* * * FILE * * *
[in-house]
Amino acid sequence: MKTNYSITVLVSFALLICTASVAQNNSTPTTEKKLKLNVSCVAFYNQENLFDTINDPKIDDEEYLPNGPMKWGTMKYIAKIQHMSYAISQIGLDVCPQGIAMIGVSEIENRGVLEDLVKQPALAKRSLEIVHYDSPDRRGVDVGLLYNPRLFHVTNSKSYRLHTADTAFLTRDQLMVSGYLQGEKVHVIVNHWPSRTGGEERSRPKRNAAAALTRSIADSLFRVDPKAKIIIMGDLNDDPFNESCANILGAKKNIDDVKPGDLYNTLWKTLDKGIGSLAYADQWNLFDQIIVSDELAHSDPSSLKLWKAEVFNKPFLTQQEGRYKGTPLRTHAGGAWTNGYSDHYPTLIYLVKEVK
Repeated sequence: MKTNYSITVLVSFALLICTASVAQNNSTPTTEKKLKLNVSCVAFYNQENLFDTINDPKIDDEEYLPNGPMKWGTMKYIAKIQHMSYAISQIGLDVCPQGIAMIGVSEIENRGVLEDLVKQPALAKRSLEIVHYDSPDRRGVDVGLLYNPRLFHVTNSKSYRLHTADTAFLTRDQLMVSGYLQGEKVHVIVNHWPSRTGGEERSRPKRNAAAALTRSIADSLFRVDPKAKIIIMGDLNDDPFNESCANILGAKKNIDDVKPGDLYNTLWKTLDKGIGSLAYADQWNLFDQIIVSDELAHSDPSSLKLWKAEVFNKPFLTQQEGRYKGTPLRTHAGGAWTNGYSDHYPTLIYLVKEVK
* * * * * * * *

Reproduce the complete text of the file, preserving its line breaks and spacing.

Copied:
[in-house]
Amino acid sequence: MKTNYSITVLVSFALLICTASVAQNNSTPTTEKKLKLNVSCVAFYNQENLFDTINDPKIDDEEYLPNGPMKWGTMKYIAKIQHMSYAISQIGLDVCPQGIAMIGVSEIENRGVLEDLVKQPALAKRSLEIVHYDSPDRRGVDVGLLYNPRLFHVTNSKSYRLHTADTAFLTRDQLMVSGYLQGEKVHVIVNHWPSRTGGEERSRPKRNAAAALTRSIADSLFRVDPKAKIIIMGDLNDDPFNESCANILGAKKNIDDVKPGDLYNTLWKTLDKGIGSLAYADQWNLFDQIIVSDELAHSDPSSLKLWKAEVFNKPFLTQQEGRYKGTPLRTHAGGAWTNGYSDHYPTLIYLVKEVK
Repeated sequence: MKTNYSITVLVSFALLICTASVAQNNSTPTTEKKLKLNVSCVAFYNQENLFDTINDPKIDDEEYLPNGPMKWGTMKYIAKIQHMSYAISQIGLDVCPQGIAMIGVSEIENRGVLEDLVKQPALAKRSLEIVHYDSPDRRGVDVGLLYNPRLFHVTNSKSYRLHTADTAFLTRDQLMVSGYLQGEKVHVIVNHWPSRTGGEERSRPKRNAAAALTRSIADSLFRVDPKAKIIIMGDLNDDPFNESCANILGAKKNIDDVKPGDLYNTLWKTLDKGIGSLAYADQWNLFDQIIVSDELAHSDPSSLKLWKAEVFNKPFLTQQEGRYKGTPLRTHAGGAWTNGYSDHYPTLIYLVKEVK